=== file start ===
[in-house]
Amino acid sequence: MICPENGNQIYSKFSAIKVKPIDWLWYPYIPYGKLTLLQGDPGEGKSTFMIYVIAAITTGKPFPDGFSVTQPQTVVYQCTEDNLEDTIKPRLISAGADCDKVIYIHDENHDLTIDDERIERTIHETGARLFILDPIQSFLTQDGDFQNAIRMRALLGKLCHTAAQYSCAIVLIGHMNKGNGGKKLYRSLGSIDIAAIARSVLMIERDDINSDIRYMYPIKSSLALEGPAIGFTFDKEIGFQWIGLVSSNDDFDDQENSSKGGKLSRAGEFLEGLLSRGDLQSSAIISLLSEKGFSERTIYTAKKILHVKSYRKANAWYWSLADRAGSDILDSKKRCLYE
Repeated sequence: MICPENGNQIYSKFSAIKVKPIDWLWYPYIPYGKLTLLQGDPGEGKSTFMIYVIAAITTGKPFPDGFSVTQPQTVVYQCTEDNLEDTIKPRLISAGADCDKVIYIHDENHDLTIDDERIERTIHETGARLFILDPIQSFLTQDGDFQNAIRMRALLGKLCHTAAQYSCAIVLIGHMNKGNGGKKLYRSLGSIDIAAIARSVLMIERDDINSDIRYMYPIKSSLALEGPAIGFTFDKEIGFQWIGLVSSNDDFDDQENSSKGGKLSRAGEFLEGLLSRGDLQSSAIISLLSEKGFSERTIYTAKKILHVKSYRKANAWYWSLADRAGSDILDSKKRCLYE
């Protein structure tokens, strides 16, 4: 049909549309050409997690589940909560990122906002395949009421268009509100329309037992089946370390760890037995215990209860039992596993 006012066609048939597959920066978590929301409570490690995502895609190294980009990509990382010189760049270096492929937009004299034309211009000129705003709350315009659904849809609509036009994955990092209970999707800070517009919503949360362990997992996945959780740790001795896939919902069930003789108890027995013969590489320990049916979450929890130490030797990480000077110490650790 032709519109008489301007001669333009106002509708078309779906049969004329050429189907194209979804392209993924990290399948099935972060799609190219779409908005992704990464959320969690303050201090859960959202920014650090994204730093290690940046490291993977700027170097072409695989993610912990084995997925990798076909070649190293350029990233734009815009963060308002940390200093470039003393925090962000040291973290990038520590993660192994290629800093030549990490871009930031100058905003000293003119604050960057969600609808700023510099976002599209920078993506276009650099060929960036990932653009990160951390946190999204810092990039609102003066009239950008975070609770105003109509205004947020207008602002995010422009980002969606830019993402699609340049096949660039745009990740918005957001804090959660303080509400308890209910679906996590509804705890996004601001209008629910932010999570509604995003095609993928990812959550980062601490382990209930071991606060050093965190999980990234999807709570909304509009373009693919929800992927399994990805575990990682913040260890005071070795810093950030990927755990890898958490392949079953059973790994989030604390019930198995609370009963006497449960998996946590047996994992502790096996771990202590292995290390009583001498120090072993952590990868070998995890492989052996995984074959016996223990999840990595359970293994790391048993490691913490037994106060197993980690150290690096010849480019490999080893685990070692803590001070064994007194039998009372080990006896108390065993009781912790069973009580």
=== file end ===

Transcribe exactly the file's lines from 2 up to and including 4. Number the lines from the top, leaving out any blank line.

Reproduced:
Amino acid sequence: MICPENGNQIYSKFSAIKVKPIDWLWYPYIPYGKLTLLQGDPGEGKSTFMIYVIAAITTGKPFPDGFSVTQPQTVVYQCTEDNLEDTIKPRLISAGADCDKVIYIHDENHDLTIDDERIERTIHETGARLFILDPIQSFLTQDGDFQNAIRMRALLGKLCHTAAQYSCAIVLIGHMNKGNGGKKLYRSLGSIDIAAIARSVLMIERDDINSDIRYMYPIKSSLALEGPAIGFTFDKEIGFQWIGLVSSNDDFDDQENSSKGGKLSRAGEFLEGLLSRGDLQSSAIISLLSEKGFSERTIYTAKKILHVKSYRKANAWYWSLADRAGSDILDSKKRCLYE
Repeated sequence: MICPENGNQIYSKFSAIKVKPIDWLWYPYIPYGKLTLLQGDPGEGKSTFMIYVIAAITTGKPFPDGFSVTQPQTVVYQCTEDNLEDTIKPRLISAGADCDKVIYIHDENHDLTIDDERIERTIHETGARLFILDPIQSFLTQDGDFQNAIRMRALLGKLCHTAAQYSCAIVLIGHMNKGNGGKKLYRSLGSIDIAAIARSVLMIERDDINSDIRYMYPIKSSLALEGPAIGFTFDKEIGFQWIGLVSSNDDFDDQENSSKGGKLSRAGEFLEGLLSRGDLQSSAIISLLSEKGFSERTIYTAKKILHVKSYRKANAWYWSLADRAGSDILDSKKRCLYE
């Protein structure tokens, strides 16, 4: 049909549309050409997690589940909560990122906002395949009421268009509100329309037992089946370390760890037995215990209860039992596993 006012066609048939597959920066978590929301409570490690995502895609190294980009990509990382010189760049270096492929937009004299034309211009000129705003709350315009659904849809609509036009994955990092209970999707800070517009919503949360362990997992996945959780740790001795896939919902069930003789108890027995013969590489320990049916979450929890130490030797990480000077110490650790 032709519109008489301007001669333009106002509708078309779906049969004329050429189907194209979804392209993924990290399948099935972060799609190219779409908005992704990464959320969690303050201090859960959202920014650090994204730093290690940046490291993977700027170097072409695989993610912990084995997925990798076909070649190293350029990233734009815009963060308002940390200093470039003393925090962000040291973290990038520590993660192994290629800093030549990490871009930031100058905003000293003119604050960057969600609808700023510099976002599209920078993506276009650099060929960036990932653009990160951390946190999204810092990039609102003066009239950008975070609770105003109509205004947020207008602002995010422009980002969606830019993402699609340049096949660039745009990740918005957001804090959660303080509400308890209910679906996590509804705890996004601001209008629910932010999570509604995003095609993928990812959550980062601490382990209930071991606060050093965190999980990234999807709570909304509009373009693919929800992927399994990805575990990682913040260890005071070795810093950030990927755990890898958490392949079953059973790994989030604390019930198995609370009963006497449960998996946590047996994992502790096996771990202590292995290390009583001498120090072993952590990868070998995890492989052996995984074959016996223990999840990595359970293994790391048993490691913490037994106060197993980690150290690096010849480019490999080893685990070692803590001070064994007194039998009372080990006896108390065993009781912790069973009580």